Put your business partnership onto a secure footing with a limited liability partnership agreement (LLP) that limits your liability and sets clear rules for sharing power and profits.
A Limited Liability Partnership (LLP) is a form of corporate structure which is best thought of as a hybrid of a limited company and partnership. LLP’s have historically been popular with professional services organisations such as solicitors, accountants, doctors and dentists. One reason for this is that many of these professions could not historically operate as limited companies but now can. They then decide to transition to limited liability and the LLP structure can be a more attractive option than a limited company.
We advise many Limited Liability Partnerships clients. Our experience includes :-
- Advising on the legal issues and work involved in transitioning to an LLP from a partnership
- Forming the LLP structure
- Drafting, advising on or reviewing LLP Agreements
- Advising on disputes between LLP members
Key issues in the LLP agreement
The legal, financial and practical issues which are generally important in a Limited Liability Partnership Agreement are similar to those that should be considered in a shareholder agreement. If you do not have an LLP agreement in place, the relevant statutory rules provide for equal profit share. Equal decision making powers, that a member cannot be removed except by unanimous decision and no potential new member can join except with unanimous consent. For many reasons, most LLP members decide that these rules do not suit their needs.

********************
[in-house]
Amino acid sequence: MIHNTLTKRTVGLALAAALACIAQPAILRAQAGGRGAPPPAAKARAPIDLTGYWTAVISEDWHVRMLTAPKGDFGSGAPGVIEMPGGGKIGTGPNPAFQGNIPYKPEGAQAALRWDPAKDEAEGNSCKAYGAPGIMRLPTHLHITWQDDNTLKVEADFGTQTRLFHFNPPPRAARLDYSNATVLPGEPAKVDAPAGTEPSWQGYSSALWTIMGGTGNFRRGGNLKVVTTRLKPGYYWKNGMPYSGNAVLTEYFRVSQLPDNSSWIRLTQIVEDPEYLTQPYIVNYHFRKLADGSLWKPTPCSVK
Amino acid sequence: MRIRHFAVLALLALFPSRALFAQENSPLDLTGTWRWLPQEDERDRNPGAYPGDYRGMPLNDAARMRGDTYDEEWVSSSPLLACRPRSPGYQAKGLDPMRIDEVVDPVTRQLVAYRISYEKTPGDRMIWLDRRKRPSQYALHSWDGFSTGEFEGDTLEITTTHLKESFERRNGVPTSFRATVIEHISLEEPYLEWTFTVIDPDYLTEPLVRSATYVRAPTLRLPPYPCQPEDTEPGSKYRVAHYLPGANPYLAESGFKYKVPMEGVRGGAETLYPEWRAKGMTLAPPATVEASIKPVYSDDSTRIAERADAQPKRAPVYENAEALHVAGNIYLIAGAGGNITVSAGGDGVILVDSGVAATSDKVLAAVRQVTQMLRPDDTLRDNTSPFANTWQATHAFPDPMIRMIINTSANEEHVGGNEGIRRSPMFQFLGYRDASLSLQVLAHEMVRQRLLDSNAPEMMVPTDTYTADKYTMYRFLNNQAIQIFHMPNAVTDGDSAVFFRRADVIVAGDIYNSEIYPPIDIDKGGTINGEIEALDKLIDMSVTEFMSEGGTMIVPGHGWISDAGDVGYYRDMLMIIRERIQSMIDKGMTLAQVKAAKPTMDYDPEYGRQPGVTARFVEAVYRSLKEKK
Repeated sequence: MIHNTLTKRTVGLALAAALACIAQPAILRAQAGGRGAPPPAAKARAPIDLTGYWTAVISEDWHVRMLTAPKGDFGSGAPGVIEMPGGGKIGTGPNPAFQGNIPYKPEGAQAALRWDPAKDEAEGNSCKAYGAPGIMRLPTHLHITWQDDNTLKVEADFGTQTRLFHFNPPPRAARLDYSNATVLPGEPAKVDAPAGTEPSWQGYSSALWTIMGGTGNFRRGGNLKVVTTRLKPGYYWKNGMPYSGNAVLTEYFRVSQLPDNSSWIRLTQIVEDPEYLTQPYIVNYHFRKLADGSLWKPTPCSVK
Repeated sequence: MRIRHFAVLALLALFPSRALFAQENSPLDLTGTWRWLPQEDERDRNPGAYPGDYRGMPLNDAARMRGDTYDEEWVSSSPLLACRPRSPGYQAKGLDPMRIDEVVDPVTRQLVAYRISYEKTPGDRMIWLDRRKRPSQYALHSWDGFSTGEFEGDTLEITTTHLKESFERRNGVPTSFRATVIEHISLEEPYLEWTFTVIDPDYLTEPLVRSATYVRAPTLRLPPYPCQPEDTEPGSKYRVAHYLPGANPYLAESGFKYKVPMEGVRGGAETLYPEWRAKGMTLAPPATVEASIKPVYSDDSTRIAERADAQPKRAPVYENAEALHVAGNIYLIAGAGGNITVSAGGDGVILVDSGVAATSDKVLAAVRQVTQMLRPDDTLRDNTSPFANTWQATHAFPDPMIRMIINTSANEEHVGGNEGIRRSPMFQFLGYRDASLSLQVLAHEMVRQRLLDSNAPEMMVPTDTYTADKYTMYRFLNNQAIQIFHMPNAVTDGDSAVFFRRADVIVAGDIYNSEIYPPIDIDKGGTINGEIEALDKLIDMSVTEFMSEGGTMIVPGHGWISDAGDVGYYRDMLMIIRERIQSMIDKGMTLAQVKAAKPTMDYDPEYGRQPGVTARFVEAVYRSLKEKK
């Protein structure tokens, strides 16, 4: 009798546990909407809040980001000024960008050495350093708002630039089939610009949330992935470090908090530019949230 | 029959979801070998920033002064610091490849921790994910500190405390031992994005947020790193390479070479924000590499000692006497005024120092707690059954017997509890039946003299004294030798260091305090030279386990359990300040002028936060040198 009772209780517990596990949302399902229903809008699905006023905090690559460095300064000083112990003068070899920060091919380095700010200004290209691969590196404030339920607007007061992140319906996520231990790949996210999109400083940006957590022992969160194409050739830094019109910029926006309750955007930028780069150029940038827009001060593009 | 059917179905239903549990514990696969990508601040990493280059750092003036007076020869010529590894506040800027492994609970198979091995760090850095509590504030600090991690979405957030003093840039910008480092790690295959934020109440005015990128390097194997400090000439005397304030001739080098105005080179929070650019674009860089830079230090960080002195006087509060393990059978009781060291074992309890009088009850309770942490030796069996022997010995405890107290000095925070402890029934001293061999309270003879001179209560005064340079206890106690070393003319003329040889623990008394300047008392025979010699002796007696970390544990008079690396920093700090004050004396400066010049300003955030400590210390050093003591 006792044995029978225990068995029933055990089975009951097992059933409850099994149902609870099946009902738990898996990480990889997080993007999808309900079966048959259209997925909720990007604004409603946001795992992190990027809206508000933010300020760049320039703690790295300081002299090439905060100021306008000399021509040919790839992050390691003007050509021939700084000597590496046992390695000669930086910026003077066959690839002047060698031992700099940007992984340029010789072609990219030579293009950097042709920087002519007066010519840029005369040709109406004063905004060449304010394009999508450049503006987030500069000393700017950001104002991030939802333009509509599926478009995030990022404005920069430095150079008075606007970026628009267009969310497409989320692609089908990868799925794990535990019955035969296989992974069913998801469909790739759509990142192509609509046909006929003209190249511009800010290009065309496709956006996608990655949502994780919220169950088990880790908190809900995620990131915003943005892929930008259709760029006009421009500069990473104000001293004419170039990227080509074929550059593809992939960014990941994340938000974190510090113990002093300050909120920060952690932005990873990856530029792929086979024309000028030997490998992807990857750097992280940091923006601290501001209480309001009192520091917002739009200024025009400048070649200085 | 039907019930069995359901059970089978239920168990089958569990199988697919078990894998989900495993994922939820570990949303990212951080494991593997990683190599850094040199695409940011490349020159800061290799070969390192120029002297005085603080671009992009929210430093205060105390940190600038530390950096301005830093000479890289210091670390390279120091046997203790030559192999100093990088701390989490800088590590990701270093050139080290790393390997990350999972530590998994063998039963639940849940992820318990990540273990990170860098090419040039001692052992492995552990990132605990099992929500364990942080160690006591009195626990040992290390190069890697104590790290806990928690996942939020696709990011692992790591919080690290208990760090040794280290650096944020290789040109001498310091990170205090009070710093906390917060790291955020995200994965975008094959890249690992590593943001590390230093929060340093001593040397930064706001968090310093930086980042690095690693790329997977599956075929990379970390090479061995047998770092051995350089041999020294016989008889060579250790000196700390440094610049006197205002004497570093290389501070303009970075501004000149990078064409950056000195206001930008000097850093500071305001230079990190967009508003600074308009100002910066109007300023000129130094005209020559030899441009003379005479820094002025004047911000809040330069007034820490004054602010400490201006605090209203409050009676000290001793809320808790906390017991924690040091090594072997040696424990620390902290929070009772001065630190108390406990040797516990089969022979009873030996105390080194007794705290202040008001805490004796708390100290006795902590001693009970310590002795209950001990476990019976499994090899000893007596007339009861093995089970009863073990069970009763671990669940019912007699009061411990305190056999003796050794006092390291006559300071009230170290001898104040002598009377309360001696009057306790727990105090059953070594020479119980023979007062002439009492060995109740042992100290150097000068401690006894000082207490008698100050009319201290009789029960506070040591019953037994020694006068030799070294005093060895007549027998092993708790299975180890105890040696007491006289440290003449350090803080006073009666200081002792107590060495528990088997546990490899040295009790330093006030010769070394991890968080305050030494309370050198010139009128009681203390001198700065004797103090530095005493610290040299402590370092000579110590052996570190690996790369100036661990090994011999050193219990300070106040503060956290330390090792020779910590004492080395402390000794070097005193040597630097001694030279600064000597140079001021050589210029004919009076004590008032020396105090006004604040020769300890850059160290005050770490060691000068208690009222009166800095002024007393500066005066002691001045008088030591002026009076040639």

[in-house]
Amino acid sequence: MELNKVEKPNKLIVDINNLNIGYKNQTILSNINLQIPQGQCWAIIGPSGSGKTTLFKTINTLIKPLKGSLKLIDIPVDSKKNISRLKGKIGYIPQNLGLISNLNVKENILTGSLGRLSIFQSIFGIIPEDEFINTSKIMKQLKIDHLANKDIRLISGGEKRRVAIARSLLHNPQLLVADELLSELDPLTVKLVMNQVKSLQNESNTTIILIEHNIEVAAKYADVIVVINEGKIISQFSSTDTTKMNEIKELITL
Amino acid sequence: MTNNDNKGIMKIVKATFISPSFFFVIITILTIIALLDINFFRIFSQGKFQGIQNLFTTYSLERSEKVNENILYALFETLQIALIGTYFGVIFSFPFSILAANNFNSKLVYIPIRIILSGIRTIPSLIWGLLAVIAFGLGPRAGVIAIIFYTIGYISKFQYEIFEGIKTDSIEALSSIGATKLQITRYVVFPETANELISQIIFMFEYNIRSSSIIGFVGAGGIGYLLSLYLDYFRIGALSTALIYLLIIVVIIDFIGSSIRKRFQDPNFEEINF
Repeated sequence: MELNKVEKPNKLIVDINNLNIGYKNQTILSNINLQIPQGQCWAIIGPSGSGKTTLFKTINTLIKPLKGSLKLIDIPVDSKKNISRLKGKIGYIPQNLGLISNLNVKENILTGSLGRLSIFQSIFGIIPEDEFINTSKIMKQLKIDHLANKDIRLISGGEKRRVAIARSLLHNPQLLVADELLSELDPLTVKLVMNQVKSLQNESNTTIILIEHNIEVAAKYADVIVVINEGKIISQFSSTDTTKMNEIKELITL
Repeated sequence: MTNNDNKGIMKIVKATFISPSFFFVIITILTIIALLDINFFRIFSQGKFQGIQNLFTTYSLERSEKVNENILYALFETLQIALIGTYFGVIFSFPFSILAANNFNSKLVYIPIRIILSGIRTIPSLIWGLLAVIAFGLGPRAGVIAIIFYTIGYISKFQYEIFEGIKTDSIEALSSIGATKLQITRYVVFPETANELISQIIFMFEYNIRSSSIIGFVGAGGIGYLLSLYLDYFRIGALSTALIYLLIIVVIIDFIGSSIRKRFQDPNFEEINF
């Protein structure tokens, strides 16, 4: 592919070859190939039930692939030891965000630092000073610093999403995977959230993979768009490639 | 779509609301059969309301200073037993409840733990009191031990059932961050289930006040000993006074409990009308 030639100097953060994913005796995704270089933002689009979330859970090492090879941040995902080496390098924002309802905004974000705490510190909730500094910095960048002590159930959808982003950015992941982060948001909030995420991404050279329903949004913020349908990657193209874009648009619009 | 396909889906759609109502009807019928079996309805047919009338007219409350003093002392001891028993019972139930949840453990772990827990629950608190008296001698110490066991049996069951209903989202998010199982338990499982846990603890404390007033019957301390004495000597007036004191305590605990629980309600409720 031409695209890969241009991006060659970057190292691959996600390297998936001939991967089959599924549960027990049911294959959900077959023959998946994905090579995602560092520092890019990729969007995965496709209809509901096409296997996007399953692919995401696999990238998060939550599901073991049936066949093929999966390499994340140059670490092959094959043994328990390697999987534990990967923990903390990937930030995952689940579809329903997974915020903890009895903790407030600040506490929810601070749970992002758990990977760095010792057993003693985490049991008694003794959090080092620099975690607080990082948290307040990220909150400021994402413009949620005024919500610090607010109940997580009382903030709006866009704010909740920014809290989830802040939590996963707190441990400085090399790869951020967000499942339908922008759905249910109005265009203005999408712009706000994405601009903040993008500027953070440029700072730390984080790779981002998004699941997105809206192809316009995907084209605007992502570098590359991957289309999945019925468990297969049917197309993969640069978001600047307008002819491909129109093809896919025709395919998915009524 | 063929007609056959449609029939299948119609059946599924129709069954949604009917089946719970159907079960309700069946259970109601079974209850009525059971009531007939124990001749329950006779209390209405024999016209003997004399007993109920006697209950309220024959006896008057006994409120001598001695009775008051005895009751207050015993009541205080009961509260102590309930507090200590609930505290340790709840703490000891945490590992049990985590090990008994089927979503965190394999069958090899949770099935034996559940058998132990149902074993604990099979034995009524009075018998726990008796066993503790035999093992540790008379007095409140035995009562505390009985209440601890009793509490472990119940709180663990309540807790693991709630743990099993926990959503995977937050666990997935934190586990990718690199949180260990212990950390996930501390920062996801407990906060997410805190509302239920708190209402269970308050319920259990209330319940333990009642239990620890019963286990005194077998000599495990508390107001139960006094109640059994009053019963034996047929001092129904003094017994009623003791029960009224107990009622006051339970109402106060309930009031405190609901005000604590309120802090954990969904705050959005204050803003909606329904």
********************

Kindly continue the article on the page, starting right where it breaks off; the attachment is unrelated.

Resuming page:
Among the most important clauses in an LLP agreement are :-
- Ownership of assets.
- Agreed method of allocating profits.
- Whether and if so when members may be required to make capital contributions.
- How decisions are made on removing members or adding new members.
- Where only certain members will manage the LLP on a day to day basis, clarity on their powers and restrictions such as financial limits and safeguards.
- Clarity on access to information, especially financial information.
- What constitutes a ”good leaver” and what constitutes a “bad leaver” and the practical consequences.
- Valuing goodwill and obligations of any retiring members.
- Restrictive covenants and confidentiality obligations, including after departure.
- Dispute resolution mechanism.
For more information on how we can assist with protecting you and your business, please contact us at firstname.lastname@example.org